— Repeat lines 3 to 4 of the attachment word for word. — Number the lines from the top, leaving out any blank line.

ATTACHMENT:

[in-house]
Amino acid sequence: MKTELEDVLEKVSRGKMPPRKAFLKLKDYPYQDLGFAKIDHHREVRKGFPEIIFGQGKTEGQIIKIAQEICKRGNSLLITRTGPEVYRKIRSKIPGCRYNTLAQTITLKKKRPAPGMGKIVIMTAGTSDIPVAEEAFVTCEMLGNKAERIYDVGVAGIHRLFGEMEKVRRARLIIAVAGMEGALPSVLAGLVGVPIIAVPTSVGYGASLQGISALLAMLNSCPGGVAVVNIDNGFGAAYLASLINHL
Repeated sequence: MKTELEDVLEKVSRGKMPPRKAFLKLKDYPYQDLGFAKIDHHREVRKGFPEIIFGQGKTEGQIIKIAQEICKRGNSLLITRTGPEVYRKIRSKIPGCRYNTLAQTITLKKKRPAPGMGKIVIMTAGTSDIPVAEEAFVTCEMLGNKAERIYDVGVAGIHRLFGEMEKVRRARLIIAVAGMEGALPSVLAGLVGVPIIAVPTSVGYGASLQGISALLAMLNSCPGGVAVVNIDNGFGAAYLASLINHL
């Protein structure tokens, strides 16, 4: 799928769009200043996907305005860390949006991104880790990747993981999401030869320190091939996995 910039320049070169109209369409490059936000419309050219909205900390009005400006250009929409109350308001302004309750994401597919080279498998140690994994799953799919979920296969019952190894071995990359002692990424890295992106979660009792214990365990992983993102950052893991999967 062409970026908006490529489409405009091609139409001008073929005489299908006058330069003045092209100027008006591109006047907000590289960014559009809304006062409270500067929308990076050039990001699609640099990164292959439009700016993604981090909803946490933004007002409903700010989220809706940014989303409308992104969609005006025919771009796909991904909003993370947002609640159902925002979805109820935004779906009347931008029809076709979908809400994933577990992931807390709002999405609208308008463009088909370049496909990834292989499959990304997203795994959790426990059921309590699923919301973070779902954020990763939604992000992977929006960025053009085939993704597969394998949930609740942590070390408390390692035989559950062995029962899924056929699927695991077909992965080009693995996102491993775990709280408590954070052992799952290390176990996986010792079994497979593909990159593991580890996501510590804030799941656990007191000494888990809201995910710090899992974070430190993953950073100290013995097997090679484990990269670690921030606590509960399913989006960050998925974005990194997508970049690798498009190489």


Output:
Repeated sequence: MKTELEDVLEKVSRGKMPPRKAFLKLKDYPYQDLGFAKIDHHREVRKGFPEIIFGQGKTEGQIIKIAQEICKRGNSLLITRTGPEVYRKIRSKIPGCRYNTLAQTITLKKKRPAPGMGKIVIMTAGTSDIPVAEEAFVTCEMLGNKAERIYDVGVAGIHRLFGEMEKVRRARLIIAVAGMEGALPSVLAGLVGVPIIAVPTSVGYGASLQGISALLAMLNSCPGGVAVVNIDNGFGAAYLASLINHL
């Protein structure tokens, strides 16, 4: 799928769009200043996907305005860390949006991104880790990747993981999401030869320190091939996995 910039320049070169109209369409490059936000419309050219909205900390009005400006250009929409109350308001302004309750994401597919080279498998140690994994799953799919979920296969019952190894071995990359002692990424890295992106979660009792214990365990992983993102950052893991999967 062409970026908006490529489409405009091609139409001008073929005489299908006058330069003045092209100027008006591109006047907000590289960014559009809304006062409270500067929308990076050039990001699609640099990164292959439009700016993604981090909803946490933004007002409903700010989220809706940014989303409308992104969609005006025919771009796909991904909003993370947002609640159902925002979805109820935004779906009347931008029809076709979908809400994933577990992931807390709002999405609208308008463009088909370049496909990834292989499959990304997203795994959790426990059921309590699923919301973070779902954020990763939604992000992977929006960025053009085939993704597969394998949930609740942590070390408390390692035989559950062995029962899924056929699927695991077909992965080009693995996102491993775990709280408590954070052992799952290390176990996986010792079994497979593909990159593991580890996501510590804030799941656990007191000494888990809201995910710090899992974070430190993953950073100290013995097997090679484990990269670690921030606590509960399913989006960050998925974005990194997508970049690798498009190489």